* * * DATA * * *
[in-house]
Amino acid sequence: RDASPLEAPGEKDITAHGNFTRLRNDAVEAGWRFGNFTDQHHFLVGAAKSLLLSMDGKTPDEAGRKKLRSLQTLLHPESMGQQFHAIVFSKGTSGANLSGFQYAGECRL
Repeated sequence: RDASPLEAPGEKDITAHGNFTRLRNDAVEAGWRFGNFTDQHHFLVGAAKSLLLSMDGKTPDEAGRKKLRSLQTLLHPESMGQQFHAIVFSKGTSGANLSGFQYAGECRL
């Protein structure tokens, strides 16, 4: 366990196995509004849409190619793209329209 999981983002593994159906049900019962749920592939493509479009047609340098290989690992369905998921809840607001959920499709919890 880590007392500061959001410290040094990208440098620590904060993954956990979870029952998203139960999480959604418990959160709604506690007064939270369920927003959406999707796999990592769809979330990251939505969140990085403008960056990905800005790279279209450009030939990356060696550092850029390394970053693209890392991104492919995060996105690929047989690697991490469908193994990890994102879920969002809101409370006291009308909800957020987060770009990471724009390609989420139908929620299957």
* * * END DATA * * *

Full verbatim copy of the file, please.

[in-house]
Amino acid sequence: RDASPLEAPGEKDITAHGNFTRLRNDAVEAGWRFGNFTDQHHFLVGAAKSLLLSMDGKTPDEAGRKKLRSLQTLLHPESMGQQFHAIVFSKGTSGANLSGFQYAGECRL
Repeated sequence: RDASPLEAPGEKDITAHGNFTRLRNDAVEAGWRFGNFTDQHHFLVGAAKSLLLSMDGKTPDEAGRKKLRSLQTLLHPESMGQQFHAIVFSKGTSGANLSGFQYAGECRL
């Protein structure tokens, strides 16, 4: 366990196995509004849409190619793209329209 999981983002593994159906049900019962749920592939493509479009047609340098290989690992369905998921809840607001959920499709919890 880590007392500061959001410290040094990208440098620590904060993954956990979870029952998203139960999480959604418990959160709604506690007064939270369920927003959406999707796999990592769809979330990251939505969140990085403008960056990905800005790279279209450009030939990356060696550092850029390394970053693209890392991104492919995060996105690929047989690697991490469908193994990890994102879920969002809101409370006291009308909800957020987060770009990471724009390609989420139908929620299957």